Rob laughed, ‘Well it may be nothing, but there’s a trainer called Lex who works out of my brother’s yard up in Hertford. He’s a bit of an enigma, I’ve only met him once or twice. Keeps his cards close to his chest and doesn’t speak about his past. Irish, he is. Maybe that’s how they are. Bit of a coincidence about his name, though.’

Jess was, by now, desperate to know more and instantly hitched a ride with Rob who was due to drive up and check the feet of his brother’s horses the following week. She could hardly contain herself during the journey, sure that she would, at last, find out more about her magnificent Finn.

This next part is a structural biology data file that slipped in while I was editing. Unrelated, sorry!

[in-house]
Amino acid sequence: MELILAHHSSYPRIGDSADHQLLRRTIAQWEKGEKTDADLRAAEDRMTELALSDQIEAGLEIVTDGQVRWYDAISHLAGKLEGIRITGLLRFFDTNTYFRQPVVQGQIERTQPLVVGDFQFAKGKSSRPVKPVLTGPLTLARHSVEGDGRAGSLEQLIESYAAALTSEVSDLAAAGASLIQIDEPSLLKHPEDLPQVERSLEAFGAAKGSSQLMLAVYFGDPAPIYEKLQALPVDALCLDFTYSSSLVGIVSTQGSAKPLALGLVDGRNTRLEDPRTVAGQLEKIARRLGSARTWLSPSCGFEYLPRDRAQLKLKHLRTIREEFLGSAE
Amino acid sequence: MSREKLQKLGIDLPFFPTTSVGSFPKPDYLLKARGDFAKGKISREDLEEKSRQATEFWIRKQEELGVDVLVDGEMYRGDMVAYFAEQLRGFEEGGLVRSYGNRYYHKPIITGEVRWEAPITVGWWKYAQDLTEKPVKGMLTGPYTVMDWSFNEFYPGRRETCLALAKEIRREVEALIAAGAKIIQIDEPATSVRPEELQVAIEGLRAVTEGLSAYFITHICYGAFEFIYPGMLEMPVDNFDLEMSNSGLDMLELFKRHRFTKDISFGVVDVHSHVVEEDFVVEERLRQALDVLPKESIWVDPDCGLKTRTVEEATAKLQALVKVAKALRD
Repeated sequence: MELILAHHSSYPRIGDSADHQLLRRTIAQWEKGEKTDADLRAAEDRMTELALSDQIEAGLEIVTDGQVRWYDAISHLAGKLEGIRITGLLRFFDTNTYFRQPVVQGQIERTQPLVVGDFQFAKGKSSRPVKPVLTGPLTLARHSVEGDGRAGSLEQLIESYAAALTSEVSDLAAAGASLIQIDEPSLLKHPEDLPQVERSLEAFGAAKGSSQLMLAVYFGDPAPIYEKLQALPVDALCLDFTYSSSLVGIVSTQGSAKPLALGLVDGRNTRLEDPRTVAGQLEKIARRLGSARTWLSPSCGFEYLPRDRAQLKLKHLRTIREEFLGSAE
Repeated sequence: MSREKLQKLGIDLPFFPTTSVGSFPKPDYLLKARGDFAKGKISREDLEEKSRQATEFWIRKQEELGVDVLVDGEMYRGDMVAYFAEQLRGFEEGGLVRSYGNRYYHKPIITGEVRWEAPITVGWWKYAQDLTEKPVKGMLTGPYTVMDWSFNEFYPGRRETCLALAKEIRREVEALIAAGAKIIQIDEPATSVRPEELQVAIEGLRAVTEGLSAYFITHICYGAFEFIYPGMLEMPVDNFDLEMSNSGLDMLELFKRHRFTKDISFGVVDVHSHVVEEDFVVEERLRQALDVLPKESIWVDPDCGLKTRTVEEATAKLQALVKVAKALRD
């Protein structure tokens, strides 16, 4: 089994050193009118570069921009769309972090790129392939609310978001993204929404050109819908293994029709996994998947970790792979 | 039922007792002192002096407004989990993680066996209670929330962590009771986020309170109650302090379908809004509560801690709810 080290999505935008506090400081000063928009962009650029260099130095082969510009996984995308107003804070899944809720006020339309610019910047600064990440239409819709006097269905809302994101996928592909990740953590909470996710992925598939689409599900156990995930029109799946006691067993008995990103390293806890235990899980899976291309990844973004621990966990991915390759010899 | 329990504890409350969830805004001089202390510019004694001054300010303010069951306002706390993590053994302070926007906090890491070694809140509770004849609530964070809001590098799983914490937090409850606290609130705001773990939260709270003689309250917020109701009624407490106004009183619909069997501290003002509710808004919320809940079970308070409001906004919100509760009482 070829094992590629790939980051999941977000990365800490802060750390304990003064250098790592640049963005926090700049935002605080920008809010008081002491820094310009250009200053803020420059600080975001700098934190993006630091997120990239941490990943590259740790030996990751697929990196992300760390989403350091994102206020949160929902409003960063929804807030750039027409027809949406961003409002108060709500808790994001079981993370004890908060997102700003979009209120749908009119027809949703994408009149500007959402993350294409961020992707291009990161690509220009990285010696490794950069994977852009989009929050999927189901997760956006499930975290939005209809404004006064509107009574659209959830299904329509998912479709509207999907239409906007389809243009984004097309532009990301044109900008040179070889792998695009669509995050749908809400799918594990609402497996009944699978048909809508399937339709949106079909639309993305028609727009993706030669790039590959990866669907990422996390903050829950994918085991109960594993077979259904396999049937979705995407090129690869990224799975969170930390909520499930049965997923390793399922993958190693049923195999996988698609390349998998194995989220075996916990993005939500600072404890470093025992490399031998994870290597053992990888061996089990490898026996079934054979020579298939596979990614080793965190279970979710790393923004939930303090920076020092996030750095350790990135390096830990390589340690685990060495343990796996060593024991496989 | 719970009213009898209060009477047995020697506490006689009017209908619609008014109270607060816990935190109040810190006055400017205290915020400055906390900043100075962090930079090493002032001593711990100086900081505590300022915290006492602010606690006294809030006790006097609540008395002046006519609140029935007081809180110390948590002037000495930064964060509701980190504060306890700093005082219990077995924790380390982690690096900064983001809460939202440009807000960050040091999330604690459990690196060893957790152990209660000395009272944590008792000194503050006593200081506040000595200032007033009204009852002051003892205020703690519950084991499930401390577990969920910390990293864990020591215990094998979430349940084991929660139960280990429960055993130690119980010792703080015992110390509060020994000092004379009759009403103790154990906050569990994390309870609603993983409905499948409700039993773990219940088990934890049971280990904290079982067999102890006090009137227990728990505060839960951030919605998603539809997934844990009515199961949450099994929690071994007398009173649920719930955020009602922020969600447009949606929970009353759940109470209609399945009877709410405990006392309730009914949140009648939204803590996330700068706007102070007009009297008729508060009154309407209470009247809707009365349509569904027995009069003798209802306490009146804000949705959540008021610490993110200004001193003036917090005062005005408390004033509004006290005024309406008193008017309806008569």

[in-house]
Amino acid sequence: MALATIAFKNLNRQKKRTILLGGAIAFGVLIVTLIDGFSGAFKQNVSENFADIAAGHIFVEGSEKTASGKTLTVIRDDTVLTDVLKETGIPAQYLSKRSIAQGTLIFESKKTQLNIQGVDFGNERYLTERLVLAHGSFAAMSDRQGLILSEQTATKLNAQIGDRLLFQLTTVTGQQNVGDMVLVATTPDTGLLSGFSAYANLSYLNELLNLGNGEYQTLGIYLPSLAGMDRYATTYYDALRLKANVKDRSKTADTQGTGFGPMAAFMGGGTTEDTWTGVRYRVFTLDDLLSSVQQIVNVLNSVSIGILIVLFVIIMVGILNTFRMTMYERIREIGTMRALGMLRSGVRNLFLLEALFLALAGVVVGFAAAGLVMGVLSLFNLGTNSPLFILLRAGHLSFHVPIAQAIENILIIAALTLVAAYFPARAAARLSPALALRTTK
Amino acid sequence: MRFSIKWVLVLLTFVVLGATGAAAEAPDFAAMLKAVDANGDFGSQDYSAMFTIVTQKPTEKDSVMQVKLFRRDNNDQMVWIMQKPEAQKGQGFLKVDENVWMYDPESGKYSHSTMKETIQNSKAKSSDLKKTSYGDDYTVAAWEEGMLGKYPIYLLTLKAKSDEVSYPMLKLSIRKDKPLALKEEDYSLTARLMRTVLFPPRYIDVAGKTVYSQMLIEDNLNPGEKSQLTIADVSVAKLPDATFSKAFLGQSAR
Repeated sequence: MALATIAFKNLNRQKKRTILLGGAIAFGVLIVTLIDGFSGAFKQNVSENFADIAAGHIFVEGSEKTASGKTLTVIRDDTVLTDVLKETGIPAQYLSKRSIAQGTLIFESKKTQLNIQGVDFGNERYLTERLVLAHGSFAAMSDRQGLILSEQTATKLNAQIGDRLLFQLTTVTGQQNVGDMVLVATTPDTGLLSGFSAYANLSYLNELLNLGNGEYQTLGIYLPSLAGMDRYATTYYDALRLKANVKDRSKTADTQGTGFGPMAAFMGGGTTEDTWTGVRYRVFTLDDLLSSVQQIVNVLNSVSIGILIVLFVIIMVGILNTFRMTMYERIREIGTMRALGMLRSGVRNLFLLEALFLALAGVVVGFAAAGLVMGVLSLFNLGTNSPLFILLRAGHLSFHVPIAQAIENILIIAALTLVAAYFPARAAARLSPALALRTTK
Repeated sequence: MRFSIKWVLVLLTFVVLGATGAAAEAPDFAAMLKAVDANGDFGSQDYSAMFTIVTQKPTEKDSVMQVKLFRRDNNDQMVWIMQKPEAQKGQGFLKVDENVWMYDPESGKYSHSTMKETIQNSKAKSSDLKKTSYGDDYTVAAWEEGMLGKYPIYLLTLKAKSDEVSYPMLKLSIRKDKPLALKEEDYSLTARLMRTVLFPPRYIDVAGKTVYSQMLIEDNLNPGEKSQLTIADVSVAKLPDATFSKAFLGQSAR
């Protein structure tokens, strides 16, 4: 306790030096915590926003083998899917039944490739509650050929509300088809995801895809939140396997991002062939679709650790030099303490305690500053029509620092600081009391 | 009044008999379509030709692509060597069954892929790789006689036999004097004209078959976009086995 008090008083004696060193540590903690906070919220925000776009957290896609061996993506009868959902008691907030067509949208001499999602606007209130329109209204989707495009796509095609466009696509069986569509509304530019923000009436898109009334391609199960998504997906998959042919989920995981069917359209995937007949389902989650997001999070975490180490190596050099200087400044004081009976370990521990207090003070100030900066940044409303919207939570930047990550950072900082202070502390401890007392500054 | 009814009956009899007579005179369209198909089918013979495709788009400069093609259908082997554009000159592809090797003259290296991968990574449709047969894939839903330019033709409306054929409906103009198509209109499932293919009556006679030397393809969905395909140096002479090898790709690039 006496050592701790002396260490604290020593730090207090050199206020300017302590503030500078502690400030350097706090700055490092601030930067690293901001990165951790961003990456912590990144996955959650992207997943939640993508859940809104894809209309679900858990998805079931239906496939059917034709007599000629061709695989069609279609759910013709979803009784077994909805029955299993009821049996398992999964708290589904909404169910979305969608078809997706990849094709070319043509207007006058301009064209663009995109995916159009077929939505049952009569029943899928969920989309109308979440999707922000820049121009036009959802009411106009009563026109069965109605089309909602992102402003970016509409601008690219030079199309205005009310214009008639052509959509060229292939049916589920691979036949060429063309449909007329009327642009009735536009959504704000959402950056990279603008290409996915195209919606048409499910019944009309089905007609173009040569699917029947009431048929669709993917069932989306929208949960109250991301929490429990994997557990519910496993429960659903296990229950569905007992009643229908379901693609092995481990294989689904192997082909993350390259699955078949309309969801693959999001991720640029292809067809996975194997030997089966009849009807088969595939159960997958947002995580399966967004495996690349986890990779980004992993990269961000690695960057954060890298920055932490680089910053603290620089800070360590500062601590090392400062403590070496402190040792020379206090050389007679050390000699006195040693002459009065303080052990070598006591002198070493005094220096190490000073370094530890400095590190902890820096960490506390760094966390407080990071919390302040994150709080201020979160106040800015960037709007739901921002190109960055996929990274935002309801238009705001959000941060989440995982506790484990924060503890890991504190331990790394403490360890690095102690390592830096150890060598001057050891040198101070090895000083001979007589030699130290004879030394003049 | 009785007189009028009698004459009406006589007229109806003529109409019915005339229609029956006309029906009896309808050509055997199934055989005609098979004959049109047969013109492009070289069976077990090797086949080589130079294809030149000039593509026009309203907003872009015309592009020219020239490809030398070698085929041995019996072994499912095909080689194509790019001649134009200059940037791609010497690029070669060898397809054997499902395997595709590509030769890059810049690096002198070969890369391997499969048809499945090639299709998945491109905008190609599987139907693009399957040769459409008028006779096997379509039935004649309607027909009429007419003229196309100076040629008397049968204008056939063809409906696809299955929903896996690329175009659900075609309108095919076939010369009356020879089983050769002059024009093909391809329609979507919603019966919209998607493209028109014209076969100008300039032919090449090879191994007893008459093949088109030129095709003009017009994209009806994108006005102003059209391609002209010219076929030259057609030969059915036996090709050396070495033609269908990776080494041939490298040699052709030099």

When they arrived, Rob’s brother pointed out a man in the ménage schooling a jumpy looking thoroughbred with a young jockey on board.
Lex looked like a man completely engrossed in his work and didn’t acknowledge Jess as he walked out of the school at the end of the lesson.

Jess screwed up her courage and spoke, startling him out of his reverie.
‘Excuse me, but are you Lex? Sorry to startle you, but I think I may have just bought a horse you once owned.’

A frown crossed his brow, but she persevered and smiled up into eyes almost exactly the same shade of blue as Paddy’s.

After a few more minutes of conversation he’d relaxed a bit, she wasn’t her Mother’s daughter for nothing, and couldn’t contain his curiosity about Finn, the horse that Jess adored, as had Paddy, and clearly Lex, before her.

They chatted for an hour over hot cups of strong, sweet tea and Lex told her all about Finn, Paddy and Bridie.